If an engineer says a bridge will take so long to build and cost this amount of money, we do not argue. We just decide if the benefit is worth the cost. If a good programmer gives the same estimate, we try to talk him down. We are more comfortable paying for girders which we can count than lines of code we cannot measure.
We do not pay to build a footbridge, and then decide to drive cars across it - we understand that if it was built to do a certain task, we cannot expect it to do significantly greater or different work without considerable expense, probably the cost of pulling it down and starting again. But we expect software to be stretched and extended, applied to new situations and different conditions, and cope with vastly different loads from that which it was designed for, and we expect it to work perfectly. We do not see the internal structures which make it do some things well and some things not so well. We do not see how what it was designed to do affects how well it can be applied to new and different purposes.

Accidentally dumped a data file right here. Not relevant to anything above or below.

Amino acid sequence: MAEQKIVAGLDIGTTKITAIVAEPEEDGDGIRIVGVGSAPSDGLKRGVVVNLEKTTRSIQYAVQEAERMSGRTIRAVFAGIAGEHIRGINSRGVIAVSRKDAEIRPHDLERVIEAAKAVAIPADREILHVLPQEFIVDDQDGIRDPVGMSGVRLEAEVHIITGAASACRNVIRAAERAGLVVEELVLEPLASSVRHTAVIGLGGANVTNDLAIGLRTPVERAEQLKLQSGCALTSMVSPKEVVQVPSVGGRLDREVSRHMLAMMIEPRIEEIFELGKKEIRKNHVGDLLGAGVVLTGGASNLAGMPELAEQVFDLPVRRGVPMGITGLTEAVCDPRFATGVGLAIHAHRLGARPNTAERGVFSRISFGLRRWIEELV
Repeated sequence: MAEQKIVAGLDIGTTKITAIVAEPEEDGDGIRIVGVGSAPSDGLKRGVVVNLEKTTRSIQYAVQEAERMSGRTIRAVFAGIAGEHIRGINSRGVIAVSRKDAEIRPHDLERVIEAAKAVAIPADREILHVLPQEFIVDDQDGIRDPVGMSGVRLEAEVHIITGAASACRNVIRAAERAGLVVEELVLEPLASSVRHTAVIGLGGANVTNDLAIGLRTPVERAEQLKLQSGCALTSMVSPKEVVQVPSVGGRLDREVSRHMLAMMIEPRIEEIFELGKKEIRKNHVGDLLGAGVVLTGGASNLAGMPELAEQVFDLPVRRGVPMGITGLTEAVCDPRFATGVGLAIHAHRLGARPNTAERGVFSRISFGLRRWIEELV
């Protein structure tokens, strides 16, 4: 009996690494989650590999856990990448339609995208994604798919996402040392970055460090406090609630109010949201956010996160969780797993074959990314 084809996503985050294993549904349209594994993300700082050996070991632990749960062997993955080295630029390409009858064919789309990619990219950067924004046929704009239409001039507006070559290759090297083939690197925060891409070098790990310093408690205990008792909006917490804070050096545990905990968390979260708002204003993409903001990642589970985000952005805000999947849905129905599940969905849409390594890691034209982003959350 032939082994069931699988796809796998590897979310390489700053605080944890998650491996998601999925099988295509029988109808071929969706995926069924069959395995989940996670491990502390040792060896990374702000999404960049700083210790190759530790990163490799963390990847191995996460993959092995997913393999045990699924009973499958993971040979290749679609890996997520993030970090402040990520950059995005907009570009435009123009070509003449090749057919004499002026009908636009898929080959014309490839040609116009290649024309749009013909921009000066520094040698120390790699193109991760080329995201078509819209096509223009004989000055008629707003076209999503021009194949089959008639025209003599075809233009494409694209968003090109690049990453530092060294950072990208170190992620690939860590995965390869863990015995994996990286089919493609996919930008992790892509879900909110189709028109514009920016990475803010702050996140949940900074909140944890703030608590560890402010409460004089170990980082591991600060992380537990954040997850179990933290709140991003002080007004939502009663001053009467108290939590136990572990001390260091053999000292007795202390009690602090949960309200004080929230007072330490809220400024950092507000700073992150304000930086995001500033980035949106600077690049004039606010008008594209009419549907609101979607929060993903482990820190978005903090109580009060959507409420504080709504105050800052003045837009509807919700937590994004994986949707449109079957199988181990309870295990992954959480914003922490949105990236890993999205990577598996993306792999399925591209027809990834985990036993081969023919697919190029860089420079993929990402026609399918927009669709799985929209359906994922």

The cost of a piece of software is essentially non-negotiable.
We have many people doing things they are not good at and not trained to do.
We need to investigate the cost and implications of decisions before they are made - of options before they become decisions.
The devil is in the details. We need to keep a close eye on the details of what people build for us. Hands-on project management is the only way.